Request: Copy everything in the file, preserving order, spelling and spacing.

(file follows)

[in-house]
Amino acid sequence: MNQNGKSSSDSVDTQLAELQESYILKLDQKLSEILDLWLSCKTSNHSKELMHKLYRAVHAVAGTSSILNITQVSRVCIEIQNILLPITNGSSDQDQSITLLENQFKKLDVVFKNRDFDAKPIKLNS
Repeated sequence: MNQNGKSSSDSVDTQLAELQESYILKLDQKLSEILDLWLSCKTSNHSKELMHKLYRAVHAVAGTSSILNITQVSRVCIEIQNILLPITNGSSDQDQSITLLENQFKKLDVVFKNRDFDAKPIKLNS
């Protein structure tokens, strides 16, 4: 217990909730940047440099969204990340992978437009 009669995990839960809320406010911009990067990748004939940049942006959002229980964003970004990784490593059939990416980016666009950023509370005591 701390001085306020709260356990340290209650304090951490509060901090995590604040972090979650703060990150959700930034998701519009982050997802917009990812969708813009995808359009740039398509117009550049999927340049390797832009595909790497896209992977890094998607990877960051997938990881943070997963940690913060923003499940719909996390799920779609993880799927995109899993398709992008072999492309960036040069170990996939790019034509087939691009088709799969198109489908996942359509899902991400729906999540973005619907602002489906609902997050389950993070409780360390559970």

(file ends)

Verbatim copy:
[in-house]
Amino acid sequence: MNQNGKSSSDSVDTQLAELQESYILKLDQKLSEILDLWLSCKTSNHSKELMHKLYRAVHAVAGTSSILNITQVSRVCIEIQNILLPITNGSSDQDQSITLLENQFKKLDVVFKNRDFDAKPIKLNS
Repeated sequence: MNQNGKSSSDSVDTQLAELQESYILKLDQKLSEILDLWLSCKTSNHSKELMHKLYRAVHAVAGTSSILNITQVSRVCIEIQNILLPITNGSSDQDQSITLLENQFKKLDVVFKNRDFDAKPIKLNS
């Protein structure tokens, strides 16, 4: 217990909730940047440099969204990340992978437009 009669995990839960809320406010911009990067990748004939940049942006959002229980964003970004990784490593059939990416980016666009950023509370005591 701390001085306020709260356990340290209650304090951490509060901090995590604040972090979650703060990150959700930034998701519009982050997802917009990812969708813009995808359009740039398509117009550049999927340049390797832009595909790497896209992977890094998607990877960051997938990881943070997963940690913060923003499940719909996390799920779609993880799927995109899993398709992008072999492309960036040069170990996939790019034509087939691009088709799969198109489908996942359509899902991400729906999540973005619907602002489906609902997050389950993070409780360390559970």